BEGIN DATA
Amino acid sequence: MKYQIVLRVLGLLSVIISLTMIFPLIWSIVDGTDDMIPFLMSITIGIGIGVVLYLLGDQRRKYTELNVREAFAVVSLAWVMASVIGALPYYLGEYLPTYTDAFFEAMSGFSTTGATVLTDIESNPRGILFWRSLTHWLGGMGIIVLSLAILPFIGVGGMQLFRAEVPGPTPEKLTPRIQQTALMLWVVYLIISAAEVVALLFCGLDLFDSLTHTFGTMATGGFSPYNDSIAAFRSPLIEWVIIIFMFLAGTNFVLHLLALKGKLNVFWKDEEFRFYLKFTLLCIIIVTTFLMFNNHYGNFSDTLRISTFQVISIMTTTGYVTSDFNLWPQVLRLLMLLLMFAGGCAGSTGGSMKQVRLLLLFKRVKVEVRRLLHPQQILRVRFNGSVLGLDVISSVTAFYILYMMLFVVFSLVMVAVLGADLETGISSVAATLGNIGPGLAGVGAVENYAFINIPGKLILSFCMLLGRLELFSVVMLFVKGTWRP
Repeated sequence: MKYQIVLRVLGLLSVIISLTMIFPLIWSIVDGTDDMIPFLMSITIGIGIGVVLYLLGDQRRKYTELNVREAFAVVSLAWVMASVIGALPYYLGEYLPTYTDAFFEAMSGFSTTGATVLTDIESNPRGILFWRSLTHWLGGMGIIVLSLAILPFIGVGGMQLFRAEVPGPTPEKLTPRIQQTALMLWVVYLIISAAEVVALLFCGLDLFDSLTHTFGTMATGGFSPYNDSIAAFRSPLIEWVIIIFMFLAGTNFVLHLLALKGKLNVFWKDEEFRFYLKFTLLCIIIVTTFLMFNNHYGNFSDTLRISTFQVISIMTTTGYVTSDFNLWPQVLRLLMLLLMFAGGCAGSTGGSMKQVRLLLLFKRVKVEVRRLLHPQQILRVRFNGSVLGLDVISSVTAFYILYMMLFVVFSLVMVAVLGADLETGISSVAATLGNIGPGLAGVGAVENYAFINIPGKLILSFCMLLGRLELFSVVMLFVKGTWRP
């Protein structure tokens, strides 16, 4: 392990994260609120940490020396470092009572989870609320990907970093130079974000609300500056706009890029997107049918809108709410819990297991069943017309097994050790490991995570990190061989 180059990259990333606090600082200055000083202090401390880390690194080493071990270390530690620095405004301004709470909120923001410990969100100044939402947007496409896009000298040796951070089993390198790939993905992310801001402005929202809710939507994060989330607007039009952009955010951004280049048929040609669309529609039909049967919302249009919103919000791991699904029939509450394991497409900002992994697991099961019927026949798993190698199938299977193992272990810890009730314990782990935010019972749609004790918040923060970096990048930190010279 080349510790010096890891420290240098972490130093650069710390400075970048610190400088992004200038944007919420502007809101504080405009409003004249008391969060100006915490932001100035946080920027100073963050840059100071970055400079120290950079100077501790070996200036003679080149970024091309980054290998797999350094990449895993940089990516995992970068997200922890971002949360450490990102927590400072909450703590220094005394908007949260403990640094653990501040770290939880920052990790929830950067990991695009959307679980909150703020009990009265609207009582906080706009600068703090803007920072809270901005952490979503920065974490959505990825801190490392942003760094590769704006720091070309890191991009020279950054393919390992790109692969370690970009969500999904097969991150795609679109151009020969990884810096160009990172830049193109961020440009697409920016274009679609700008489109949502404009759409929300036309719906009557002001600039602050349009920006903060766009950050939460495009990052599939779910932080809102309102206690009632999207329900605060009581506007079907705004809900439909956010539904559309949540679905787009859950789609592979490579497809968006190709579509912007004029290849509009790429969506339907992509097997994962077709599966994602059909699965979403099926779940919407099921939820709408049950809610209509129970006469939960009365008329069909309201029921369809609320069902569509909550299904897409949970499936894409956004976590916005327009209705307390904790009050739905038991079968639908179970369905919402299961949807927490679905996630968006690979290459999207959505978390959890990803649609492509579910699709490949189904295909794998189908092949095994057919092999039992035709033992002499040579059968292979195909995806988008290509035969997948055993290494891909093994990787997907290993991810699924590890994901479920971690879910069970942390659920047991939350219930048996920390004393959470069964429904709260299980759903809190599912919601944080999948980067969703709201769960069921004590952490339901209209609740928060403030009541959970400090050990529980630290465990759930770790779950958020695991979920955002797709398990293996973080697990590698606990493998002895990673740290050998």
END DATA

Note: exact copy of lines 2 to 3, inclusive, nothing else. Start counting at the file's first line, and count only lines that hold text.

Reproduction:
Repeated sequence: MKYQIVLRVLGLLSVIISLTMIFPLIWSIVDGTDDMIPFLMSITIGIGIGVVLYLLGDQRRKYTELNVREAFAVVSLAWVMASVIGALPYYLGEYLPTYTDAFFEAMSGFSTTGATVLTDIESNPRGILFWRSLTHWLGGMGIIVLSLAILPFIGVGGMQLFRAEVPGPTPEKLTPRIQQTALMLWVVYLIISAAEVVALLFCGLDLFDSLTHTFGTMATGGFSPYNDSIAAFRSPLIEWVIIIFMFLAGTNFVLHLLALKGKLNVFWKDEEFRFYLKFTLLCIIIVTTFLMFNNHYGNFSDTLRISTFQVISIMTTTGYVTSDFNLWPQVLRLLMLLLMFAGGCAGSTGGSMKQVRLLLLFKRVKVEVRRLLHPQQILRVRFNGSVLGLDVISSVTAFYILYMMLFVVFSLVMVAVLGADLETGISSVAATLGNIGPGLAGVGAVENYAFINIPGKLILSFCMLLGRLELFSVVMLFVKGTWRP
């Protein structure tokens, strides 16, 4: 392990994260609120940490020396470092009572989870609320990907970093130079974000609300500056706009890029997107049918809108709410819990297991069943017309097994050790490991995570990190061989 180059990259990333606090600082200055000083202090401390880390690194080493071990270390530690620095405004301004709470909120923001410990969100100044939402947007496409896009000298040796951070089993390198790939993905992310801001402005929202809710939507994060989330607007039009952009955010951004280049048929040609669309529609039909049967919302249009919103919000791991699904029939509450394991497409900002992994697991099961019927026949798993190698199938299977193992272990810890009730314990782990935010019972749609004790918040923060970096990048930190010279 080349510790010096890891420290240098972490130093650069710390400075970048610190400088992004200038944007919420502007809101504080405009409003004249008391969060100006915490932001100035946080920027100073963050840059100071970055400079120290950079100077501790070996200036003679080149970024091309980054290998797999350094990449895993940089990516995992970068997200922890971002949360450490990102927590400072909450703590220094005394908007949260403990640094653990501040770290939880920052990790929830950067990991695009959307679980909150703020009990009265609207009582906080706009600068703090803007920072809270901005952490979503920065974490959505990825801190490392942003760094590769704006720091070309890191991009020279950054393919390992790109692969370690970009969500999904097969991150795609679109151009020969990884810096160009990172830049193109961020440009697409920016274009679609700008489109949502404009759409929300036309719906009557002001600039602050349009920006903060766009950050939460495009990052599939779910932080809102309102206690009632999207329900605060009581506007079907705004809900439909956010539904559309949540679905787009859950789609592979490579497809968006190709579509912007004029290849509009790429969506339907992509097997994962077709599966994602059909699965979403099926779940919407099921939820709408049950809610209509129970006469939960009365008329069909309201029921369809609320069902569509909550299904897409949970499936894409956004976590916005327009209705307390904790009050739905038991079968639908179970369905919402299961949807927490679905996630968006690979290459999207959505978390959890990803649609492509579910699709490949189904295909794998189908092949095994057919092999039992035709033992002499040579059968292979195909995806988008290509035969997948055993290494891909093994990787997907290993991810699924590890994901479920971690879910069970942390659920047991939350219930048996920390004393959470069964429904709260299980759903809190599912919601944080999948980067969703709201769960069921004590952490339901209209609740928060403030009541959970400090050990529980630290465990759930770790779950958020695991979920955002797709398990293996973080697990590698606990493998002895990673740290050998």